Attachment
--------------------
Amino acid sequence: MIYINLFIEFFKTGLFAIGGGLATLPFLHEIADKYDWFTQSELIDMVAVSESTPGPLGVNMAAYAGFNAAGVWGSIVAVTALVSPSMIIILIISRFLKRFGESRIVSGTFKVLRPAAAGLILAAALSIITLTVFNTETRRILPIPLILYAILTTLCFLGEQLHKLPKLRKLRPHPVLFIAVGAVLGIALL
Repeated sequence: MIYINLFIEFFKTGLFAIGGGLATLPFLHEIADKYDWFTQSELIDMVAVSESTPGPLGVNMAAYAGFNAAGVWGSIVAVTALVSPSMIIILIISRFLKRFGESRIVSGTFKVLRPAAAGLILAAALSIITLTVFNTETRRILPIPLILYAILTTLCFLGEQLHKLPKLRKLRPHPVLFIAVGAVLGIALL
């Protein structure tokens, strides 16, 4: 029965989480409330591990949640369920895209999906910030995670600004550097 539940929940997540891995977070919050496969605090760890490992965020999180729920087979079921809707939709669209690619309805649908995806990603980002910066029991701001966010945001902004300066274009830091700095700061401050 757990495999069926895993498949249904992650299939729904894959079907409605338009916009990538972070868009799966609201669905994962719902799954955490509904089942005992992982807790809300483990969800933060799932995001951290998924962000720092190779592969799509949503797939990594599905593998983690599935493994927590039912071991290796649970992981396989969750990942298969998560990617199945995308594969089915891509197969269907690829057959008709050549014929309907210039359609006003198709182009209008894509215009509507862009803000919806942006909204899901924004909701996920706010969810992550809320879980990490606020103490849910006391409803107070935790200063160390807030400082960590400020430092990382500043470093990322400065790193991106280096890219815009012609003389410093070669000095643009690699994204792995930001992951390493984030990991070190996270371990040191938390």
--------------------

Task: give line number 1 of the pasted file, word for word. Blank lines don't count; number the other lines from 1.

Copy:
Amino acid sequence: MIYINLFIEFFKTGLFAIGGGLATLPFLHEIADKYDWFTQSELIDMVAVSESTPGPLGVNMAAYAGFNAAGVWGSIVAVTALVSPSMIIILIISRFLKRFGESRIVSGTFKVLRPAAAGLILAAALSIITLTVFNTETRRILPIPLILYAILTTLCFLGEQLHKLPKLRKLRPHPVLFIAVGAVLGIALL